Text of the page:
Start Hot chat japan

Hot chat japan

Queen never performed the song in Europe, and a live recording from Japan in 1982 is commercially available on the Queen on Fire - Live at the Bowl DVD, where "Calling All Girls" accompanies the photo gallery. (Actually, the album was released during the war, and must have been recorded long before the war started).

In Japan, the band released "Staying Power" as a single in July 1982.

The "Body Language" video, featuring scantily clad models writhing around each other, proved somewhat controversial and was banned in a few territories.

The song also appeared in the 1984 documentary film Stripper, being performed to by one of the dancers.

Beginning with The Game, Queen began using Oberheim OB-X synthesisers on their songs ("Play the Game" and "Save Me" are examples), and continued to do so.

On Hot Space the band went even further, introducing the drum machine for the first time.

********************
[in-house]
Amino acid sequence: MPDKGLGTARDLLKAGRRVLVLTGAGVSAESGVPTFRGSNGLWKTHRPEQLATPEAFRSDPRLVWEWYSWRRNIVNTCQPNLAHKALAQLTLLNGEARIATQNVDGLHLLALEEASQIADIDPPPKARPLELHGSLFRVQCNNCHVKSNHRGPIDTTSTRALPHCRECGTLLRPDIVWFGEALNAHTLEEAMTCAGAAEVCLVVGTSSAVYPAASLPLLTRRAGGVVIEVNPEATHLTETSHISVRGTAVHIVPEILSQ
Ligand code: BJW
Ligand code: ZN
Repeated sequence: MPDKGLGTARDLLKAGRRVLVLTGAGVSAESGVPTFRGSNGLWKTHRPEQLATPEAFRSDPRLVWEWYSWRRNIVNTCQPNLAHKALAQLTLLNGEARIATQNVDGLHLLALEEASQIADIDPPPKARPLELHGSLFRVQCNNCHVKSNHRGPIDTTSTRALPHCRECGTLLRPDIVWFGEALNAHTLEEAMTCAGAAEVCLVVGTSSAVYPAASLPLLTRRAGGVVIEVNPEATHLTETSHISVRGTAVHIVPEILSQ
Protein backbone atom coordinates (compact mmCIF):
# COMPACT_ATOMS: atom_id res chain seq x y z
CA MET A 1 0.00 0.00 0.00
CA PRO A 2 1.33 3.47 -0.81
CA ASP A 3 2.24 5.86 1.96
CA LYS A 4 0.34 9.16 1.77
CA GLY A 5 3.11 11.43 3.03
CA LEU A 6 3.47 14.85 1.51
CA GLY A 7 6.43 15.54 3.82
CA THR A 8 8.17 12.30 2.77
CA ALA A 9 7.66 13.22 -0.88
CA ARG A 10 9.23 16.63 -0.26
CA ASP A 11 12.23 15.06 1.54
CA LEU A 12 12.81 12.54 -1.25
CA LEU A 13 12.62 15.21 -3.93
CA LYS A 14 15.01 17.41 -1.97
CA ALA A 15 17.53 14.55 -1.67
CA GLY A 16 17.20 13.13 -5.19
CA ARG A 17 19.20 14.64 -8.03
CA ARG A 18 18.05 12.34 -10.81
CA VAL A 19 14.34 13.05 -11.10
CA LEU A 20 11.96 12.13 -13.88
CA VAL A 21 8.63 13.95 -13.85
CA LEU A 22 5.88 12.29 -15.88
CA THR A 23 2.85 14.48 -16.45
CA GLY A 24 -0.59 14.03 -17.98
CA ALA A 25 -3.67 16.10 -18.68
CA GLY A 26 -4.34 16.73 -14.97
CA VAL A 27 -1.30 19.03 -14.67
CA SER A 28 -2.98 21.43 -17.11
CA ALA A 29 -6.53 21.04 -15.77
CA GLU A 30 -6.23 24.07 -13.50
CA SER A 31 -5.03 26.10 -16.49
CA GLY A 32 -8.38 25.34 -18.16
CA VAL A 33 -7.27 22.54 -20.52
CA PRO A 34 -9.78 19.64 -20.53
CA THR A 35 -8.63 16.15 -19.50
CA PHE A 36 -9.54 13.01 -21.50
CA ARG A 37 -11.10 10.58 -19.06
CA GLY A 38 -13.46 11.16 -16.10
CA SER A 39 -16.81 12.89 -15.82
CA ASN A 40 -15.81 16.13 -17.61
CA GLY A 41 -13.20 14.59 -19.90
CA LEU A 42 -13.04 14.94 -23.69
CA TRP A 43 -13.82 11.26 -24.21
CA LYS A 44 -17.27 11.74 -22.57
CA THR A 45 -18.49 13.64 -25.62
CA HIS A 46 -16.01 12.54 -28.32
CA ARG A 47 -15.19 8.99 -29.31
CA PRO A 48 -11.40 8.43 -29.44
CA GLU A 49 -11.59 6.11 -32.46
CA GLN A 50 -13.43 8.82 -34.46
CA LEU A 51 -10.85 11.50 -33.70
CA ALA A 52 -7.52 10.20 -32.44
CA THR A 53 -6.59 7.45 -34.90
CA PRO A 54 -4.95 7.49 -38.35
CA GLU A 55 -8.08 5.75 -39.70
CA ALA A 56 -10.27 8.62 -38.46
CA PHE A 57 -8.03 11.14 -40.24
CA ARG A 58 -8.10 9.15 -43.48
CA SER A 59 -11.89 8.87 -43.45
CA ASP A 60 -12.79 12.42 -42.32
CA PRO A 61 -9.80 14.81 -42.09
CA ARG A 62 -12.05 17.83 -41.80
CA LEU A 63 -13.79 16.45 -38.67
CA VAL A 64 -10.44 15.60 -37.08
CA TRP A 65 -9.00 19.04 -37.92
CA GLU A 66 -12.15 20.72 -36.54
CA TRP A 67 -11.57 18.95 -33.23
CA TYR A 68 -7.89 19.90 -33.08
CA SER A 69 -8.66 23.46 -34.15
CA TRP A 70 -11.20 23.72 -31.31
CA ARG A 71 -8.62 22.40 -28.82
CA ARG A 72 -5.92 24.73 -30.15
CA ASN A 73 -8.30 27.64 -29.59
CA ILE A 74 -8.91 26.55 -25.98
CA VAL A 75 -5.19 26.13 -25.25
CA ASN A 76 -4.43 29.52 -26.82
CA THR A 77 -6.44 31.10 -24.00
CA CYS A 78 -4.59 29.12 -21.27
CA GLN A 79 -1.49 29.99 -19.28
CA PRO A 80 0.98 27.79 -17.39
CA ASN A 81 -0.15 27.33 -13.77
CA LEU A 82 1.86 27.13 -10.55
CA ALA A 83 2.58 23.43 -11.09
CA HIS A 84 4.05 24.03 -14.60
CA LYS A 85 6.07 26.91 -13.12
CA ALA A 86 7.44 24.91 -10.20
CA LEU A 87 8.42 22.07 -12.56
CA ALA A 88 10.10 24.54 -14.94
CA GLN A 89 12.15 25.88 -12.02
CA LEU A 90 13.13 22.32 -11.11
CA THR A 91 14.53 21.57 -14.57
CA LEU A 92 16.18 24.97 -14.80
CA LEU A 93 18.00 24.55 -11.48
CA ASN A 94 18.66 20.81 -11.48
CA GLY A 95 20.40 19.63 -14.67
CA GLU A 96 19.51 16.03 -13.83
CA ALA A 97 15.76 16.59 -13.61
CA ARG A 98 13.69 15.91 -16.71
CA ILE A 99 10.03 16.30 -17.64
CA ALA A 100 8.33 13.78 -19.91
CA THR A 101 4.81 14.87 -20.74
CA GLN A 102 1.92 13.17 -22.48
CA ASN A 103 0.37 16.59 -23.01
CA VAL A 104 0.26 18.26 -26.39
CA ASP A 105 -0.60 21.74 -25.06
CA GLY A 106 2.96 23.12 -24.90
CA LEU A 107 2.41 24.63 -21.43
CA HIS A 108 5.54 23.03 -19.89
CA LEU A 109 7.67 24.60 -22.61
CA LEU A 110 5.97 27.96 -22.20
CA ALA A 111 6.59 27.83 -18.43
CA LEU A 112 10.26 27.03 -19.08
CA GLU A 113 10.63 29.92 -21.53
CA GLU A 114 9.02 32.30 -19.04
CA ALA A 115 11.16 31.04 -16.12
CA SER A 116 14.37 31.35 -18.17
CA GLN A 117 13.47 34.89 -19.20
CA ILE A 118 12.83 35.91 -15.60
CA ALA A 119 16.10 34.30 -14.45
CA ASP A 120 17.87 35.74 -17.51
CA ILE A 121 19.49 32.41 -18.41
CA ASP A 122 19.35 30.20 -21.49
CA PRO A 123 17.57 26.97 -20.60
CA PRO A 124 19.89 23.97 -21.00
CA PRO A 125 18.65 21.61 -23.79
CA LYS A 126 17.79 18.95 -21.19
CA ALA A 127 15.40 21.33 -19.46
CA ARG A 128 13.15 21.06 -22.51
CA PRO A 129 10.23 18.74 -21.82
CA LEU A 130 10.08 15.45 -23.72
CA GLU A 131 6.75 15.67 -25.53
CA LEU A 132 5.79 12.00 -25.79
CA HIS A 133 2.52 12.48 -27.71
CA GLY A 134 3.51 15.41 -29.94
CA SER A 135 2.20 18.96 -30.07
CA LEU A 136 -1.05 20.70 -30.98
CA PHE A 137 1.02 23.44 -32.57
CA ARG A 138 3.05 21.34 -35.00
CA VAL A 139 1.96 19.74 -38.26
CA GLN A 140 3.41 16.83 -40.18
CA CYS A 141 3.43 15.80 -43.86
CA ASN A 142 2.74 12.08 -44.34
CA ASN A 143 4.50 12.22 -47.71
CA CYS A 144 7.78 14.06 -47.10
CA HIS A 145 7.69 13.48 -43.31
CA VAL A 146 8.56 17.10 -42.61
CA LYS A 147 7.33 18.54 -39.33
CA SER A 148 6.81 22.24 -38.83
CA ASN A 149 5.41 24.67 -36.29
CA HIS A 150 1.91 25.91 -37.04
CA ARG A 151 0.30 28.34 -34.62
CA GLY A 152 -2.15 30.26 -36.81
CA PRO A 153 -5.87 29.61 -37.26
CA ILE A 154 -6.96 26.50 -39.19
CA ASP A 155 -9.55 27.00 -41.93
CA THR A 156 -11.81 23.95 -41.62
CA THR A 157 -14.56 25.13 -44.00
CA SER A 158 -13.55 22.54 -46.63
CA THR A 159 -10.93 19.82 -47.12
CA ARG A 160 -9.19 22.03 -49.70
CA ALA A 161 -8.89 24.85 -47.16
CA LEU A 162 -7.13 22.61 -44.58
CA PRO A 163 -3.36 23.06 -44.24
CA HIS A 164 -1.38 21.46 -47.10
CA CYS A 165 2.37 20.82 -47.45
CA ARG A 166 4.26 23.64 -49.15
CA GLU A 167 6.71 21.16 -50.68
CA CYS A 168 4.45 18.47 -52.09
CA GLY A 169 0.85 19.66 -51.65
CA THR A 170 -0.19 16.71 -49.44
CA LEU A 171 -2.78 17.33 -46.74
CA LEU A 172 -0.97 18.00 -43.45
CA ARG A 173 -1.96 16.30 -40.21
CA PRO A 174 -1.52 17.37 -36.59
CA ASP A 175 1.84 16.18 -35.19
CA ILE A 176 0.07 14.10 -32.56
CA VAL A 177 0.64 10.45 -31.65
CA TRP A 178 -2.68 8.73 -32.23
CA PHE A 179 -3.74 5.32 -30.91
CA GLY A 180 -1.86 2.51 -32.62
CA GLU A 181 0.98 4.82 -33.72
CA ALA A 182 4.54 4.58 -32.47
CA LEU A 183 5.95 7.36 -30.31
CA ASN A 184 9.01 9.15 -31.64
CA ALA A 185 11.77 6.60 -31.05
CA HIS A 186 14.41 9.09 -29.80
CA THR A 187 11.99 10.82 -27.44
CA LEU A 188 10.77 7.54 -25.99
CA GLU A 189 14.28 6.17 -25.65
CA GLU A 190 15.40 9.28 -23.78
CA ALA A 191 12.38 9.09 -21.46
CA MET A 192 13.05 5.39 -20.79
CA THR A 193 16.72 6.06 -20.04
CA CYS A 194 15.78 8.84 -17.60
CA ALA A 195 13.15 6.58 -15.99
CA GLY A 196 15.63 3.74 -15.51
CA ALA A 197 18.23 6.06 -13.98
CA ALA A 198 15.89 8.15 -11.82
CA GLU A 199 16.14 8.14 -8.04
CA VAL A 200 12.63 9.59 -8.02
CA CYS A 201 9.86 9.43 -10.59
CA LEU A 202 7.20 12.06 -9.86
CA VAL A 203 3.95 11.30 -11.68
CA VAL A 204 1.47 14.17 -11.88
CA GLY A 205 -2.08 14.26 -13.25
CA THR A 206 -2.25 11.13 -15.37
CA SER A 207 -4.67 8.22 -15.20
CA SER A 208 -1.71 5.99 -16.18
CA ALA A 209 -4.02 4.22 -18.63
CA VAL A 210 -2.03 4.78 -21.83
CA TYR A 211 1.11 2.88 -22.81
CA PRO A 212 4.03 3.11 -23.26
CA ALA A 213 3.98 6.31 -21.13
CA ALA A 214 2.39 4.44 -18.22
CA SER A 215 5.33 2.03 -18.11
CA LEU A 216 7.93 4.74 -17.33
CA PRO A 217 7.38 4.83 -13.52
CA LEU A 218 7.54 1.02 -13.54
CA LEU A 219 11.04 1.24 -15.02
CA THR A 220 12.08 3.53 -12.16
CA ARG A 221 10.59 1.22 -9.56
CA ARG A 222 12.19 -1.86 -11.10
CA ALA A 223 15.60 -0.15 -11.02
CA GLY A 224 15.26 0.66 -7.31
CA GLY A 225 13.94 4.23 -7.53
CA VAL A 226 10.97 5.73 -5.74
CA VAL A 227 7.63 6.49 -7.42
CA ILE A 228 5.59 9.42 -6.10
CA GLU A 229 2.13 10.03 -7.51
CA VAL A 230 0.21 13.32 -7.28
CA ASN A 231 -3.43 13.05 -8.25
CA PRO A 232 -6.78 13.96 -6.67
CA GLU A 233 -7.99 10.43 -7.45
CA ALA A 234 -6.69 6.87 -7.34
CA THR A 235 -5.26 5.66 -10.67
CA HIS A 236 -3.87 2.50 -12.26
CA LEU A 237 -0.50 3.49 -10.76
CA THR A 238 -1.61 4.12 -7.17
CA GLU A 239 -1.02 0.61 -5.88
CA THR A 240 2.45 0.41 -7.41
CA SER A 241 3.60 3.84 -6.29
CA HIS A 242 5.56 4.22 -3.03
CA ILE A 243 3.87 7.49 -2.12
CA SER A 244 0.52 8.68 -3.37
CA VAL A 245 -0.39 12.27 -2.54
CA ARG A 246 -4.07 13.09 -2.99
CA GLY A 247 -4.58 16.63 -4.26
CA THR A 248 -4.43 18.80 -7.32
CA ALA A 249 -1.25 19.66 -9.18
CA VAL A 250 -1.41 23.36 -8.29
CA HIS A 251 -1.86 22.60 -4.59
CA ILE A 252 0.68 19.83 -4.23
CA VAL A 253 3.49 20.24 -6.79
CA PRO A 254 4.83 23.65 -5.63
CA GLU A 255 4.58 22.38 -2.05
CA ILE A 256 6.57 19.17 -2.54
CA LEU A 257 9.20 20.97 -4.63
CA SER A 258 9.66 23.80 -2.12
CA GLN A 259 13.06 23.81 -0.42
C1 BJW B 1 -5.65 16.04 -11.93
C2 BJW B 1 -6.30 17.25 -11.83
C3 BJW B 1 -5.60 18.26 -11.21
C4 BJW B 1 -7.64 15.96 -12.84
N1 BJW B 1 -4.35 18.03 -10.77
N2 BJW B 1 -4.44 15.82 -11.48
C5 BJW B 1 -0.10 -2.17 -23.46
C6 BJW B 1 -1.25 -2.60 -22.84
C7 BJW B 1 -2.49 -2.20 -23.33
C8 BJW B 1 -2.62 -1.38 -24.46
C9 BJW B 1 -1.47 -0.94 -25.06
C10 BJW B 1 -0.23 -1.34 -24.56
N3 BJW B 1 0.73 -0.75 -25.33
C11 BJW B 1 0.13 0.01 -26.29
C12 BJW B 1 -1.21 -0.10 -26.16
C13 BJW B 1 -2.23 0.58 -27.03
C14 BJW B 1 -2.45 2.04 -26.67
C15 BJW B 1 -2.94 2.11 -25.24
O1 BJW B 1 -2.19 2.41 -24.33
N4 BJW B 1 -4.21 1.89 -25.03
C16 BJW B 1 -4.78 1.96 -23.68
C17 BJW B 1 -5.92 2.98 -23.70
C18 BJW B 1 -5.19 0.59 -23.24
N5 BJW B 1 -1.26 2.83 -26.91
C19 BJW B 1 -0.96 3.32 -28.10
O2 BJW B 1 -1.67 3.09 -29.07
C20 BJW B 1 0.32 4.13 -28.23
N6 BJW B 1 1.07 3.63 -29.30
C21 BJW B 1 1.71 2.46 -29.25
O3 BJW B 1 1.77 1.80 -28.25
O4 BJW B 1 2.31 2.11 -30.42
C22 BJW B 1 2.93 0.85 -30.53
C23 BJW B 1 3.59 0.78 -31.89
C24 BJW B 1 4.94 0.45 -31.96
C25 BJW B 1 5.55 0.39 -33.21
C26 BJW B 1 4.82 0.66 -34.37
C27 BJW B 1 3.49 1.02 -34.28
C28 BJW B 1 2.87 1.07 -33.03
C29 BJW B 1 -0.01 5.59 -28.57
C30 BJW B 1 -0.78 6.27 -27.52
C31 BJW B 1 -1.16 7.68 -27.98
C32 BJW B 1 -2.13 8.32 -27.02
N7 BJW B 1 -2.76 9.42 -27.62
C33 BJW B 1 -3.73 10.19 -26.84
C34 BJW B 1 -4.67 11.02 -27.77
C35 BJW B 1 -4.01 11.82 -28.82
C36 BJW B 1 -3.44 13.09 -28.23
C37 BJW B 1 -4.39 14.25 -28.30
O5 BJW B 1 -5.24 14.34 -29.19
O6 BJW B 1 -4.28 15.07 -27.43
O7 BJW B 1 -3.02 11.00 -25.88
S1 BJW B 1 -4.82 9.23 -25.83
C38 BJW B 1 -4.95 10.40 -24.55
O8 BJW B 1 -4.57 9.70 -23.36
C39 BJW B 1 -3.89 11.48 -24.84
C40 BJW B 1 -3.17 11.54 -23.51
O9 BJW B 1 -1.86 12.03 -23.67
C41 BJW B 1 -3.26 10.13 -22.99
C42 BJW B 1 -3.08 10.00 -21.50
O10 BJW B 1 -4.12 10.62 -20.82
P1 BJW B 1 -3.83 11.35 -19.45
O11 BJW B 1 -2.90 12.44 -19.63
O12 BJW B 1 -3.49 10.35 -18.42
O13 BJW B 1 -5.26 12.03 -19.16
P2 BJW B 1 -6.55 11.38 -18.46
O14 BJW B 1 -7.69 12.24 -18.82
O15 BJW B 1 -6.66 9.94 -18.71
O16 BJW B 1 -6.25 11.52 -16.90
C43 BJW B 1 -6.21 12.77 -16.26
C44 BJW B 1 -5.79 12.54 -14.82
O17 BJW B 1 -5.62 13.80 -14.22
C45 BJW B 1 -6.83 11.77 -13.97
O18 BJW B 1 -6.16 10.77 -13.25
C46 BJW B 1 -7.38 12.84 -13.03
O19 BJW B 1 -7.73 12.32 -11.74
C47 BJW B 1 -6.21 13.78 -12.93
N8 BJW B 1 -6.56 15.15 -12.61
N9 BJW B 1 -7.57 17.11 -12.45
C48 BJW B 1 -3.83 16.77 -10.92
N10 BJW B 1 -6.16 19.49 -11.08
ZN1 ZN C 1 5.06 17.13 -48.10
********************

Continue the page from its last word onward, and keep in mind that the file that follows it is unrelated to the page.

A departure from their trademark seventies sound, most of Hot Space is a mixture of rhythm and blues, funk, dance and disco – while the "rock" songs continued in a pop-rock direction similar to their previous album (an exception is the song "Put Out the Fire").

"Staying Power" would be performed on the band's accompanying Hot Space Tour, albeit much faster and heavier, with real drums replacing the drum machine and guitars and keyboards replacing the horns (this arrangement contained no actual bass guitar, as John Deacon played guitar in addition to May).

The phone message at the end of "Dancer" is in German, and was recorded in a hotel room in Munich; it roughly translates to "good morning, this is your wake-up call".